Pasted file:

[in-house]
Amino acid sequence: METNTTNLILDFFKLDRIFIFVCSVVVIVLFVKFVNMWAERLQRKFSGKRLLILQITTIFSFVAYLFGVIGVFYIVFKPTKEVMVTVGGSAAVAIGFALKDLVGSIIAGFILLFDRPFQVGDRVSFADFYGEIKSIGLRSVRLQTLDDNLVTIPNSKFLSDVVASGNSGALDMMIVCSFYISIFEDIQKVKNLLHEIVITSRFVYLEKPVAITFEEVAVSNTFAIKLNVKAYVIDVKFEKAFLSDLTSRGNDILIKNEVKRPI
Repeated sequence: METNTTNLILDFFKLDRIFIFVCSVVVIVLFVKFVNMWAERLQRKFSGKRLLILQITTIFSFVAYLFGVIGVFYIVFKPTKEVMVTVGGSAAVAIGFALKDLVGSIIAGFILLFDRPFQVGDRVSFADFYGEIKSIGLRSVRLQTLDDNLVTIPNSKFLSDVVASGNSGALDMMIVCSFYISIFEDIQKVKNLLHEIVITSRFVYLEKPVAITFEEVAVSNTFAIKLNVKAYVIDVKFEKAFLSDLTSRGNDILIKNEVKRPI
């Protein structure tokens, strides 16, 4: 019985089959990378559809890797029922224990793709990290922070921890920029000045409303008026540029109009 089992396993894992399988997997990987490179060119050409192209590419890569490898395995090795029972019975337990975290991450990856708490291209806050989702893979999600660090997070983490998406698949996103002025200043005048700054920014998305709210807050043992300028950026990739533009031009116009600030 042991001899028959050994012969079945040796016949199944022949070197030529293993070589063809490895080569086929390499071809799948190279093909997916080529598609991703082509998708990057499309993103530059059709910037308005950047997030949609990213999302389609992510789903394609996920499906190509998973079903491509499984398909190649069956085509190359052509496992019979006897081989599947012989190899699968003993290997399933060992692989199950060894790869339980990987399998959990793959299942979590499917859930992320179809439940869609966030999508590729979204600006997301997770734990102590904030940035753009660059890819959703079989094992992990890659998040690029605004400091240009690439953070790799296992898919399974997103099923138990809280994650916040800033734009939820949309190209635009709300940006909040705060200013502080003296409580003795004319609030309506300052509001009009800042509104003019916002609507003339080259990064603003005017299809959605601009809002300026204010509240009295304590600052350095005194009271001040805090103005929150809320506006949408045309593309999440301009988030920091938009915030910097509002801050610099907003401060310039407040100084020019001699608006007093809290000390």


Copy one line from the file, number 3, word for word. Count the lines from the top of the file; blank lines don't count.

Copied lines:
Repeated sequence: METNTTNLILDFFKLDRIFIFVCSVVVIVLFVKFVNMWAERLQRKFSGKRLLILQITTIFSFVAYLFGVIGVFYIVFKPTKEVMVTVGGSAAVAIGFALKDLVGSIIAGFILLFDRPFQVGDRVSFADFYGEIKSIGLRSVRLQTLDDNLVTIPNSKFLSDVVASGNSGALDMMIVCSFYISIFEDIQKVKNLLHEIVITSRFVYLEKPVAITFEEVAVSNTFAIKLNVKAYVIDVKFEKAFLSDLTSRGNDILIKNEVKRPI